I first had a chance to play Katana ZERO, by Askiisoft, at PAX East earlier this year. To be honest, I wasn’t expecting a whole lot out of it. There have been a lot of both platformers and games with retro-style graphics that have come to the Nintendo Switch the last few years and I thought this was another one of those games. Once I played the demo, I knew I judged Katana ZERO unfairly. This game is a masterpiece in every way. The game has some unique mechanics, incredible visuals, a captivating story and music that wraps this package up nicely. After getting my hands on the complete game, I want more.

Precognition is at the core of the gameplay in Katana ZERO.

You play as a samurai with an attitude. Thanks to the use of expiremental drugs, this samurai has the talent of precognition. Gameplay wise, this doesn’t mean you have the ability to know where enemies will be and what they will do before they do it. Instead, it means if you get hit, you rewind to the beggining of the room you are in and start over. One hit is all it takes to force a do-over, but those do-overs are unlimited so a mistake isn’t game ending. Trust me, you will use A LOT of do-overs. The game can be unforgiving in that you will get hit often and forced to rewind to the beggining of the room.

To make it through most rooms, you have to memorize patterns of where enemies are and when new ones appear. These rooms are usually on the shorter side, but not so short they are a cake walk. The unlimited rewinds makes the challenge not only bearable, but actually delightful. There really is no loading between retries either as you rewind to the start of the room. In fact, rewinding looks and sounds like rewinding a VHS tape. I am not the best at games like this, and there were points where I didnt think I would make it through the game. However, I was able to clear all the rooms in a very reasonable time. So if you aren’t the best at platformers, this is a game you can enjoy.

Combat is a fast paced and fluid dance.

Your main weapon is your katana. It can used for deflecting bullets back at attackers, or it can used to slash them open and spray their blood all over the walls. Sometimes, you have to rull under gunfire and come up with a horizontal slash to the midsection of a thug. Other times you have to bash in a door, slash a guy in the back and hurl a beer bottle at another goon across the room. Combat is fast paced and a ton of fun. It reminds me of a well choreographed kung fu movie. It it so much fun to run around and slash. Even after finishing the game, I  keep going back and replaying it!

Dialogue choices have an impact on the story and how people treat you further in the game.

I know, we have heard this a lot. A lot of games claim that dialogue and decisions have an impact on future events. In Katana ZERO, your dialogue choices will often have immediate consequences. There’s a dialogue meter in each conversation broken down into red and white parts. If you decide to rudely cut someone off and tell them to shut up, they will remember that. You can also choose to show some manners and let others finish their sentences. I wonder if this was added because people tend to blow through dialogue portions to get back to playing the game. As you would expect, people don’t like it when you are rude to them and they will react accordingly. You will find out less of the story by cutting people off, so I recommend being pleasant in conversations. I really like this mechanic in the game.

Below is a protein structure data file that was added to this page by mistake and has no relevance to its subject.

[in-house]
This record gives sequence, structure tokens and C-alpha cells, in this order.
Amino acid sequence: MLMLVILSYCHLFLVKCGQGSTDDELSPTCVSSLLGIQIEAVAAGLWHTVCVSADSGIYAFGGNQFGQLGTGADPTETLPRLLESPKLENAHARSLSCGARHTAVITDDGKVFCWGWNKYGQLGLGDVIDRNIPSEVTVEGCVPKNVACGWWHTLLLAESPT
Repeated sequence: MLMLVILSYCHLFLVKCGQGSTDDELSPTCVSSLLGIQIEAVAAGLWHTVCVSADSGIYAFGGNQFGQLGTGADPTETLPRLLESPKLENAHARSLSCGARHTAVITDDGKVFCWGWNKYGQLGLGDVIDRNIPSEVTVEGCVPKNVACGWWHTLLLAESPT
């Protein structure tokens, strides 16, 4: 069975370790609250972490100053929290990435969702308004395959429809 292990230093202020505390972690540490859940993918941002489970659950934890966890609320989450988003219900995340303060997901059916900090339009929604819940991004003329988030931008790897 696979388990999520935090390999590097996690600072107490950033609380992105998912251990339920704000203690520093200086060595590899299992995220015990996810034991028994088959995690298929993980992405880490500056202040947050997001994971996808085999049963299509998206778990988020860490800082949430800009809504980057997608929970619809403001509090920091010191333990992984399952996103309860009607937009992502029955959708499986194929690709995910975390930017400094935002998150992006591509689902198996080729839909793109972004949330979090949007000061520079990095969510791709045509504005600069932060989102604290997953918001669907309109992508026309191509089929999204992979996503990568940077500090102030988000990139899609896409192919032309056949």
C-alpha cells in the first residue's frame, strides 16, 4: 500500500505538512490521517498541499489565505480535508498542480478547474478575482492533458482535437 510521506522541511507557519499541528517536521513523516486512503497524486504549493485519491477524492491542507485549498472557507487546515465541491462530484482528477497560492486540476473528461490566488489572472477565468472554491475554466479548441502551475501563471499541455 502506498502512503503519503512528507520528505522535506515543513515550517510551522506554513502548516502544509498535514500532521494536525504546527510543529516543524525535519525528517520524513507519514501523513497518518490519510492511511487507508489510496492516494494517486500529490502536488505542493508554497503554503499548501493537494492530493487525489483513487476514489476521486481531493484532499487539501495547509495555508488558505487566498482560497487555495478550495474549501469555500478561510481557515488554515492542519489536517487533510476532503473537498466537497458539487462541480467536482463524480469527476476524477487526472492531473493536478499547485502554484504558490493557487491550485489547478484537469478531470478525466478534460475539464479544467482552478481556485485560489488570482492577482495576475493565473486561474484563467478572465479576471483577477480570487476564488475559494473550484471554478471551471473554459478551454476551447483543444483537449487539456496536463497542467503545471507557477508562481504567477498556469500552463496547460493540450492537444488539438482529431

Katana ZERO is a visually stunning work of art.

The character sprites in Katana ZERO are some of the best I have ever seen. As far as sprites go, they are nearly flawless. It really struck me how the characters move so fluidly. In most games with retro-style graphics I am used to motions, especially fast ones, being choppy. There is none of that in Katana ZERO. When you roll, or jump, or slash, the animations look natural. It is one of the things that stood out to me immediately when I was playing. Another thing I noticed that was well done was the blood spray. After slicing a thug, the blood will spray patterns aren’t cookie cutter. They go every which way. To me, this shows that developer cared about the little visual details. He wanted to make it more convincing than it would have been if every spray fit into one or two patterns. Katana ZERO is visually striking. If you enjoy retro-style pixel art, this may be one of the best examples of it to date.

The music really helps set the tone of man on a mission to rid his city of goons.

The music that the samurai listens to fits the world and the game so well. Each level begins with the samurai pushing play on his walkman, The songs that play as you open the stomachs of goons fits so well. It reminds me of a 1980’s action film. The rhythms of the songs flow so well. Mix in with that the sounds of the blade cutting through the air, and the gun shots, all of the sound effects really, and you have an auditory delight.

Overall, the artistic side of Katana ZERO is some of the best I have experienced in a long time. For me, the art and audio direction was perfect.

 

I’m not one to ruin the story of a game for someone, so I will leave it at this; there are experimental drugs, war, spotty memories, and a (potentially) sarcastic portagonist. The story had me hooked almost immediately and I wanted to take it all in as fast as I could. Bottom line, Katana ZERO has a great story! Overall, this game is nearly perfect. It is one of the most satisfying games I have played in the last year, and probably my favorite new game of this year. It is available on both PC and Nintendo Switch, so you have a few options. This is game that will make you coming back for more. For great game play, stunning visuals and music, and a compelling story, I give Katana ZERO a 4.75/5. DO NOT SLEEP ON THIS ONE. 

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